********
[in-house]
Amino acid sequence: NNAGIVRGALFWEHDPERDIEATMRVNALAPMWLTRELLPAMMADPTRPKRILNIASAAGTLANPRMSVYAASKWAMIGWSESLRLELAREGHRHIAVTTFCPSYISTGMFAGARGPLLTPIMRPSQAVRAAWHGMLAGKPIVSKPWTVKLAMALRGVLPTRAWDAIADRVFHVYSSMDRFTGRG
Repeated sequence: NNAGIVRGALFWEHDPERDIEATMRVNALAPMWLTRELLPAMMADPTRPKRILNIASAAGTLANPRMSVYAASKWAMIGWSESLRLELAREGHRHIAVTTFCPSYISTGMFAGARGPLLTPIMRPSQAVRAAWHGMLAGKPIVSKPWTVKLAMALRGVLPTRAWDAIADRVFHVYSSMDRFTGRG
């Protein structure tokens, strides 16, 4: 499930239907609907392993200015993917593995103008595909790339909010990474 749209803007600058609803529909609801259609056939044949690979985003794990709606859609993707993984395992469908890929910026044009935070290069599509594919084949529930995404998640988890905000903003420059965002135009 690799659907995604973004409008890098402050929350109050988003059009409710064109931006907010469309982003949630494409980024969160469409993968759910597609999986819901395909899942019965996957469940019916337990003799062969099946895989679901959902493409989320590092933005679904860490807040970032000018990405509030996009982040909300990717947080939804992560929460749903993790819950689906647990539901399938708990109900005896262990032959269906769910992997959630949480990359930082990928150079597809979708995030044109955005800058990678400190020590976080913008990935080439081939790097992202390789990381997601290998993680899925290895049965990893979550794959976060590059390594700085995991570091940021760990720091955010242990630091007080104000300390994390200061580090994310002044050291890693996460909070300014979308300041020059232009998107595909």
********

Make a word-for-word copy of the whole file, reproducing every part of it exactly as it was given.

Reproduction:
[in-house]
Amino acid sequence: NNAGIVRGALFWEHDPERDIEATMRVNALAPMWLTRELLPAMMADPTRPKRILNIASAAGTLANPRMSVYAASKWAMIGWSESLRLELAREGHRHIAVTTFCPSYISTGMFAGARGPLLTPIMRPSQAVRAAWHGMLAGKPIVSKPWTVKLAMALRGVLPTRAWDAIADRVFHVYSSMDRFTGRG
Repeated sequence: NNAGIVRGALFWEHDPERDIEATMRVNALAPMWLTRELLPAMMADPTRPKRILNIASAAGTLANPRMSVYAASKWAMIGWSESLRLELAREGHRHIAVTTFCPSYISTGMFAGARGPLLTPIMRPSQAVRAAWHGMLAGKPIVSKPWTVKLAMALRGVLPTRAWDAIADRVFHVYSSMDRFTGRG
């Protein structure tokens, strides 16, 4: 499930239907609907392993200015993917593995103008595909790339909010990474 749209803007600058609803529909609801259609056939044949690979985003794990709606859609993707993984395992469908890929910026044009935070290069599509594919084949529930995404998640988890905000903003420059965002135009 690799659907995604973004409008890098402050929350109050988003059009409710064109931006907010469309982003949630494409980024969160469409993968759910597609999986819901395909899942019965996957469940019916337990003799062969099946895989679901959902493409989320590092933005679904860490807040970032000018990405509030996009982040909300990717947080939804992560929460749903993790819950689906647990539901399938708990109900005896262990032959269906769910992997959630949480990359930082990928150079597809979708995030044109955005800058990678400190020590976080913008990935080439081939790097992202390789990381997601290998993680899925290895049965990893979550794959976060590059390594700085995991570091940021760990720091955010242990630091007080104000300390994390200061580090994310002044050291890693996460909070300014979308300041020059232009998107595909």